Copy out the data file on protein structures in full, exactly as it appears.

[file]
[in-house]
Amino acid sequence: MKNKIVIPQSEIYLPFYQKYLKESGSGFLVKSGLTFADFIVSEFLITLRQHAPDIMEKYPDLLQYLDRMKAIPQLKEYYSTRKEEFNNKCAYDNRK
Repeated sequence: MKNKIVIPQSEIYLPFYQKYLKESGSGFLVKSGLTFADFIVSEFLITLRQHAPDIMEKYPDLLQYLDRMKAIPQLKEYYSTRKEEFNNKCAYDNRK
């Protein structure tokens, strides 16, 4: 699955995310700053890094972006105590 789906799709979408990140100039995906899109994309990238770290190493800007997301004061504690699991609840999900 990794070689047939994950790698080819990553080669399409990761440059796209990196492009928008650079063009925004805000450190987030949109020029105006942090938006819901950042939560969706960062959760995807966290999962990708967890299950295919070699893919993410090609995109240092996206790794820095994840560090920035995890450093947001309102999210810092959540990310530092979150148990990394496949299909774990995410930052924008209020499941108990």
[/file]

[in-house]
Amino acid sequence: MKNKIVIPQSEIYLPFYQKYLKESGSGFLVKSGLTFADFIVSEFLITLRQHAPDIMEKYPDLLQYLDRMKAIPQLKEYYSTRKEEFNNKCAYDNRK
Repeated sequence: MKNKIVIPQSEIYLPFYQKYLKESGSGFLVKSGLTFADFIVSEFLITLRQHAPDIMEKYPDLLQYLDRMKAIPQLKEYYSTRKEEFNNKCAYDNRK
């Protein structure tokens, strides 16, 4: 699955995310700053890094972006105590 789906799709979408990140100039995906899109994309990238770290190493800007997301004061504690699991609840999900 990794070689047939994950790698080819990553080669399409990761440059796209990196492009928008650079063009925004805000450190987030949109020029105006942090938006819901950042939560969706960062959760995807966290999962990708967890299950295919070699893919993410090609995109240092996206790794820095994840560090920035995890450093947001309102999210810092959540990310530092979150148990990394496949299909774990995410930052924008209020499941108990």